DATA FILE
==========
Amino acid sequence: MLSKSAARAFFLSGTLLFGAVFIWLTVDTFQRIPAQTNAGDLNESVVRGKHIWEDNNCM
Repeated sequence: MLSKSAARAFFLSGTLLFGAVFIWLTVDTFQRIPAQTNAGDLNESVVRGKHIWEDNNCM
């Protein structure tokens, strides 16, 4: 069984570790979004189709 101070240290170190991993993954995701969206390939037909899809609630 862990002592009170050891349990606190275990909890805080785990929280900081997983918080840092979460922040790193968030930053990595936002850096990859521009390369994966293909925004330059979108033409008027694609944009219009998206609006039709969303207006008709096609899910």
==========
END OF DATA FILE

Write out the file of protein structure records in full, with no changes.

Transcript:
Amino acid sequence: MLSKSAARAFFLSGTLLFGAVFIWLTVDTFQRIPAQTNAGDLNESVVRGKHIWEDNNCM
Repeated sequence: MLSKSAARAFFLSGTLLFGAVFIWLTVDTFQRIPAQTNAGDLNESVVRGKHIWEDNNCM
């Protein structure tokens, strides 16, 4: 069984570790979004189709 101070240290170190991993993954995701969206390939037909899809609630 862990002592009170050891349990606190275990909890805080785990929280900081997983918080840092979460922040790193968030930053990595936002850096990859521009390369994966293909925004330059979108033409008027694609944009219009998206609006039709969303207006008709096609899910």